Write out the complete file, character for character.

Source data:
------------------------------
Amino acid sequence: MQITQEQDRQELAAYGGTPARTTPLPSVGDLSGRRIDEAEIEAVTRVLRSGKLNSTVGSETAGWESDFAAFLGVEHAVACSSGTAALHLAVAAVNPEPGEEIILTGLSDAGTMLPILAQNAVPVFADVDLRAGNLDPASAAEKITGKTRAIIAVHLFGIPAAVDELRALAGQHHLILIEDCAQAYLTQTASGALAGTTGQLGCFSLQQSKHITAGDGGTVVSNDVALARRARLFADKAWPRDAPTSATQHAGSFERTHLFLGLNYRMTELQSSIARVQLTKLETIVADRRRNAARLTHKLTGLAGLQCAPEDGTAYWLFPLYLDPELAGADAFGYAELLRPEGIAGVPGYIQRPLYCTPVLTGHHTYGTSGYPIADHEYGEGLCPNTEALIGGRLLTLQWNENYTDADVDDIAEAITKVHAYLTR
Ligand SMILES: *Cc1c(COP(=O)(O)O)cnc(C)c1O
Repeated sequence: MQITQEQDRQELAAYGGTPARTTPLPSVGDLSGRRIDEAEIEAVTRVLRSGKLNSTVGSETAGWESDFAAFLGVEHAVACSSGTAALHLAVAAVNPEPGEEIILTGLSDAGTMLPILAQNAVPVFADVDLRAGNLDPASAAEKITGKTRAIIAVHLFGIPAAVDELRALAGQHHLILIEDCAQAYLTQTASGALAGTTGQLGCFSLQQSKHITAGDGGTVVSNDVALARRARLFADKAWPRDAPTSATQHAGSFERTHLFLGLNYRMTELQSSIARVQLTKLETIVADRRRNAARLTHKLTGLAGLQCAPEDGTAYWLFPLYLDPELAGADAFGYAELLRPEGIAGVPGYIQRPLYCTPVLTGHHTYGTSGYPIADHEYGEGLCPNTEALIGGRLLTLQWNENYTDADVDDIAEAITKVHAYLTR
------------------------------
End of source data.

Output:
Amino acid sequence: MQITQEQDRQELAAYGGTPARTTPLPSVGDLSGRRIDEAEIEAVTRVLRSGKLNSTVGSETAGWESDFAAFLGVEHAVACSSGTAALHLAVAAVNPEPGEEIILTGLSDAGTMLPILAQNAVPVFADVDLRAGNLDPASAAEKITGKTRAIIAVHLFGIPAAVDELRALAGQHHLILIEDCAQAYLTQTASGALAGTTGQLGCFSLQQSKHITAGDGGTVVSNDVALARRARLFADKAWPRDAPTSATQHAGSFERTHLFLGLNYRMTELQSSIARVQLTKLETIVADRRRNAARLTHKLTGLAGLQCAPEDGTAYWLFPLYLDPELAGADAFGYAELLRPEGIAGVPGYIQRPLYCTPVLTGHHTYGTSGYPIADHEYGEGLCPNTEALIGGRLLTLQWNENYTDADVDDIAEAITKVHAYLTR
Ligand SMILES: *Cc1c(COP(=O)(O)O)cnc(C)c1O
Repeated sequence: MQITQEQDRQELAAYGGTPARTTPLPSVGDLSGRRIDEAEIEAVTRVLRSGKLNSTVGSETAGWESDFAAFLGVEHAVACSSGTAALHLAVAAVNPEPGEEIILTGLSDAGTMLPILAQNAVPVFADVDLRAGNLDPASAAEKITGKTRAIIAVHLFGIPAAVDELRALAGQHHLILIEDCAQAYLTQTASGALAGTTGQLGCFSLQQSKHITAGDGGTVVSNDVALARRARLFADKAWPRDAPTSATQHAGSFERTHLFLGLNYRMTELQSSIARVQLTKLETIVADRRRNAARLTHKLTGLAGLQCAPEDGTAYWLFPLYLDPELAGADAFGYAELLRPEGIAGVPGYIQRPLYCTPVLTGHHTYGTSGYPIADHEYGEGLCPNTEALIGGRLLTLQWNENYTDADVDDIAEAITKVHAYLTR